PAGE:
There is a classic truism in sports, and Michigan football fans saw it unfold on the wet, loose turf of Ross-Ade Stadium in West Lafayette; “A team often plays to the level of its competition.”
On Saturday, that level stunked. Purdue, save for two or three players (notably tackle Ryan Kerrigan, whom Michigan’s offensive line made appear to be the number one choice in the upcoming 2011 NFL draft), is the worst team in the Big 10 (the showdown with Indiana in the final Big 10 weekend should be … interesting). And for most of the game, Michigan played at Purdue’s subterranean level, finally winning 27-16.
The defense was the real Michigan standout for the first time all season, holding Purdue without an offensive touchdown, garnering five turnovers of its own and scoring a defensive touchdown or the first time this season. Defensive back Cam Gordon had his career game with a 63-yard fumble recovery run for six points (one of two recoveries) while James Rogers nabbed two interceptions.
Playing without its two best defenders (Martin and Mouton), the maligned unit held Purdue to 244 yards in total offense, 11 first downs, and 2 of 16 on third-down conversions.
For the second week in a row, the Wolverine offense coughed up the ball five times and because of early holding penalties, the o-line seemed downright timid to dominate the Boilermaker front four. Hence, the running game, until the final scoring drive, was non-existent for much of the contest.
Kerrigan played like a man among boys, making 10 tackles, five for loss and four sacks. Hell, he looked like the next Ndamukon Suh, except easier to spell. But I never saw so much as a double team on Kerrigan, or misdirection away from him. Instead Michigan seemed to run right into him, as if some mysterious blocker would appear in time to take the guy out. Only at the very end, when someone got the bright idea to put three tight ends in the backfield for Stephen Hopkins’ final scoring run, did blocking seem to be the overriding priority.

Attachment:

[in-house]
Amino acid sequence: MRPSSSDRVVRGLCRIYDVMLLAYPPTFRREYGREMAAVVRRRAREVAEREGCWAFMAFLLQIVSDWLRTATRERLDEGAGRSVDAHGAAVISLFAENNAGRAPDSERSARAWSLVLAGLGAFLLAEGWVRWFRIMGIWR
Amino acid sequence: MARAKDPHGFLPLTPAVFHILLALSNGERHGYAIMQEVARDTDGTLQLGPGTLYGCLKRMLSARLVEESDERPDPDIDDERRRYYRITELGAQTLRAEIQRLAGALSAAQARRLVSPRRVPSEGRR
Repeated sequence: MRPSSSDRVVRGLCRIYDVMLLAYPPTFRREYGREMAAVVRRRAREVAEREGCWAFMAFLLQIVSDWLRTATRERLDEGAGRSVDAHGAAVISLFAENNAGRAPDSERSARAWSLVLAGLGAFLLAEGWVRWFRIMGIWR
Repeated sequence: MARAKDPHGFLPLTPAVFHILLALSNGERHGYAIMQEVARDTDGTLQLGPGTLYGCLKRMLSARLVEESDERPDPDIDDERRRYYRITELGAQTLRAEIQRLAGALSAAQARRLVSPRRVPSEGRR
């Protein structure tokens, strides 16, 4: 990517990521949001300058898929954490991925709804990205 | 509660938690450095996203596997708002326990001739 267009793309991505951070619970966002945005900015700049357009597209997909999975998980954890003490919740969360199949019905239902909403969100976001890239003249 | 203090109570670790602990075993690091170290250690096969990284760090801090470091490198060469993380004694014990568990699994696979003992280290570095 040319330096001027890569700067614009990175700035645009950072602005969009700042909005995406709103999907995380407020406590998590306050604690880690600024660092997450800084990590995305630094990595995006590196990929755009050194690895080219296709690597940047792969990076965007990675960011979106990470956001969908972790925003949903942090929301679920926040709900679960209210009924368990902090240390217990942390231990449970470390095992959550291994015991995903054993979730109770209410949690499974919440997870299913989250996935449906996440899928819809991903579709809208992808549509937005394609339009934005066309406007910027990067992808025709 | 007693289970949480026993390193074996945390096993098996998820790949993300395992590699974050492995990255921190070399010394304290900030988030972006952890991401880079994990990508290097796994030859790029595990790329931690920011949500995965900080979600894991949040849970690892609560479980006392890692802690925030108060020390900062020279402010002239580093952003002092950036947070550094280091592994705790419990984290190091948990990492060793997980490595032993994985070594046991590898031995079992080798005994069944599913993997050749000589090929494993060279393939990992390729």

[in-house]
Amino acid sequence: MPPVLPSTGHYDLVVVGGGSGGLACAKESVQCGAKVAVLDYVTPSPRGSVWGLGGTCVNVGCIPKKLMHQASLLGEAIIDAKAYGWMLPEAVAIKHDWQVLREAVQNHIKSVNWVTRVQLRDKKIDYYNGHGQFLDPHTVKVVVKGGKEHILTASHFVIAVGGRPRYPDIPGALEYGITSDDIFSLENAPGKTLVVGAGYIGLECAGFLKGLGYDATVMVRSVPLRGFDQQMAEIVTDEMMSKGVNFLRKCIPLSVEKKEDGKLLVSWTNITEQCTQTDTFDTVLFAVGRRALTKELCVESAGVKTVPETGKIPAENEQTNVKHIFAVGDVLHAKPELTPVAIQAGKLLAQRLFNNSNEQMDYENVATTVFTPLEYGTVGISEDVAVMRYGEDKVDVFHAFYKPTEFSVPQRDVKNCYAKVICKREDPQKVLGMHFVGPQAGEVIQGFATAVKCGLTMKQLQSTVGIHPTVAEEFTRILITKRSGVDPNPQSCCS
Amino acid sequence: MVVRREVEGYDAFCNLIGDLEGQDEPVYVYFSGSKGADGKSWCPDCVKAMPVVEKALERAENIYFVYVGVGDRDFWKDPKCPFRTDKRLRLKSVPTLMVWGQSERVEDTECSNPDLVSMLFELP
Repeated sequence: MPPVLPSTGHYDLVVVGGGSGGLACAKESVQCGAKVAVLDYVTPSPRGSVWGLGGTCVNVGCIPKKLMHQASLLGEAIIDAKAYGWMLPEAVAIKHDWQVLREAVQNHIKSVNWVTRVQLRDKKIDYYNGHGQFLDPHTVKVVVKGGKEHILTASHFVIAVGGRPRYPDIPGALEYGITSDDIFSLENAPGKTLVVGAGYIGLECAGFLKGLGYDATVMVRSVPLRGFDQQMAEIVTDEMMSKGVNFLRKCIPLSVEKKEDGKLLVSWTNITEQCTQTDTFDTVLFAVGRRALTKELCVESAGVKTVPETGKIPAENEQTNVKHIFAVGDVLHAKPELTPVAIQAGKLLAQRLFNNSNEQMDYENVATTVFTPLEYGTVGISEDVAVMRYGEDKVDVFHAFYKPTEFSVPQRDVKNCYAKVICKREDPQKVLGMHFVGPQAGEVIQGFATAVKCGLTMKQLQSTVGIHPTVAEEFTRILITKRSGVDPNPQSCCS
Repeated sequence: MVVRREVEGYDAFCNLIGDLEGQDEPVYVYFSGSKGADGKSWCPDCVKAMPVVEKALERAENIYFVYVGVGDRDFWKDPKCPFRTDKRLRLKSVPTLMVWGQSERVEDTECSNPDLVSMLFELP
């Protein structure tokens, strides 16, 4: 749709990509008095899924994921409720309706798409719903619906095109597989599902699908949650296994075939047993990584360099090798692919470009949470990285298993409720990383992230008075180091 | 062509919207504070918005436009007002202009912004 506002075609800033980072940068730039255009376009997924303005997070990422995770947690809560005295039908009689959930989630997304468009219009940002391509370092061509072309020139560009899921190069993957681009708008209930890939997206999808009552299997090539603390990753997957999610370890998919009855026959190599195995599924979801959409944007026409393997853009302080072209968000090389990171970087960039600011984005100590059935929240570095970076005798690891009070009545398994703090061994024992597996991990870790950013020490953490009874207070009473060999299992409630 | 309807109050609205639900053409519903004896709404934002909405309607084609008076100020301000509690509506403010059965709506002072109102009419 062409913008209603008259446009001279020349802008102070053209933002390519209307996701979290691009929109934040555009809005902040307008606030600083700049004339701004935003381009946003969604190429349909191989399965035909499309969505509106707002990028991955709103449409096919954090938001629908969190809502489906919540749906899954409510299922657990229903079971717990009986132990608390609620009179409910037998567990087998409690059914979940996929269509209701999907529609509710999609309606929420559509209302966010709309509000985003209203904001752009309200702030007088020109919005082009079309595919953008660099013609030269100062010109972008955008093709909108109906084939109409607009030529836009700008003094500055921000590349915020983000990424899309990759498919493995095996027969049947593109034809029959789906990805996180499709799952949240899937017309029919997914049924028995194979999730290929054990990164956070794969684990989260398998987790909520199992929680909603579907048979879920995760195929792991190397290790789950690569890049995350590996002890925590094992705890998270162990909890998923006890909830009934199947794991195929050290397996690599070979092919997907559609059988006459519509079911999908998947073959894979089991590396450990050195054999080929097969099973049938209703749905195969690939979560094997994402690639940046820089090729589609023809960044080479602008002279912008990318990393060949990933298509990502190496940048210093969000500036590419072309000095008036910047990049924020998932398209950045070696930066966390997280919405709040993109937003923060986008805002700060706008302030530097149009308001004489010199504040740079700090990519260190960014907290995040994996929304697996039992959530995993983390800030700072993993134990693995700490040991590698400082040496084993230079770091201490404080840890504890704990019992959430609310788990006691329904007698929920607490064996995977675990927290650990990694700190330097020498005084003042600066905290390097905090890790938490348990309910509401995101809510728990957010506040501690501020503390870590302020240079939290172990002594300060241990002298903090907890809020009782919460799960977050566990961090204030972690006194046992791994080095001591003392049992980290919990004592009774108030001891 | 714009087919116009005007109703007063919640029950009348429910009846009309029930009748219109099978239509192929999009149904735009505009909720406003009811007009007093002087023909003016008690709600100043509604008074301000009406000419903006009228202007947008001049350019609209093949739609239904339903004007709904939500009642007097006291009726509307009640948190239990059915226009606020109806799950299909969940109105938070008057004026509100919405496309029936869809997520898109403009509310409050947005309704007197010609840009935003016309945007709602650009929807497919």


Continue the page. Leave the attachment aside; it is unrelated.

But on a nasty, dreary, rainy afternoon, when most fans wishes they were drinking Boilermakers instead of rooting for them, a new “problem” cropped up – coaching indecision along the Wolverine sideline. To state this mildly, it was NOT the best afternoon for Rich Rodriguez either.
Several decisions made by Rodriguez made real Michigan fans scratch their heads in bewilderment. His refusal of a third-down holding penalty against PU allowed their strong-legged placekicker Carson Wiggs (the pride of South Grand Prairie High School here in the Dallas area) to kick a 46-yard field goal, with a strong wind at his back, instead of possibly pushing him out of range. But if you still do not have confidence in your defense, you tend to make the wrong choice.
Then at the end of the first half, he allowed the clock to expire, instead of using his timeouts (still burning a hole in his pocket) and at least try to get the ball back for one more shot to score. While the running attack was not its usual potent self, the passing game, in the first half, was working (since Purdue chose NOT to cover slot receiver Roy Roundtree coming off the line of scrimmage).
Finally, the entire second half saw Michigan alternate quarterbacks on each possession. While Robinson was not sharp at all, and Tate Forcier seemed a tad stuck in the giant divot called Ross-Ade, the continuing unpredictability of who was “under center” had to be annoying at best and disconcerting constantly.
That was Rodriguez’s choice and it added to the offensive inconsistency. Additionally, his best backfield running back this game (and this season) was Vincent Smith (nailing 99 yards on the afternoon). Why he sits out a single down is beyond comprehension – another coaching decision to be questioned.
If RichRod really wanted to mix things up, he could have done with Purdue was showing all afternoon – two quarterbacks in the backfield (Robinson AND Forcier) and really have the Boilermakers puzzled.
In fact, another question to pose: if Purdue showed itself incapable of throwing the football, why not put five down linemen on the line of scrimmage to really stop the run and force Purdue to go to its weakness? Again, the head coach needs to tell his “assistants” which way he wants his troops to play.
In the end, it was the seventh victory of the season and the first time Rodriguez has won two conference games in a row – not exactly a sparkling statistic for one’s resume after almost three years on the job.
This Saturday, Michigan faces what is likely the best team in the conference, Wisconsin, who just laid a cool 83 POINTS on Indiana ... and doing it without its top running back, John Clay, who sat out with an injury. It will be the home finale for Michigan, who will be seeking, for once, to put ALL the facets of the game (offense, defensive, special teams) together in the same contest.
Then it’s in Columbus for the regular season capper against you-know-who. If the defense that played at Purdue would join the offense that scored all over Illinois, it might be a definitive turning point for the U-M program under Rodriguez.
Because for the next two games, the level of competition will be extremely high.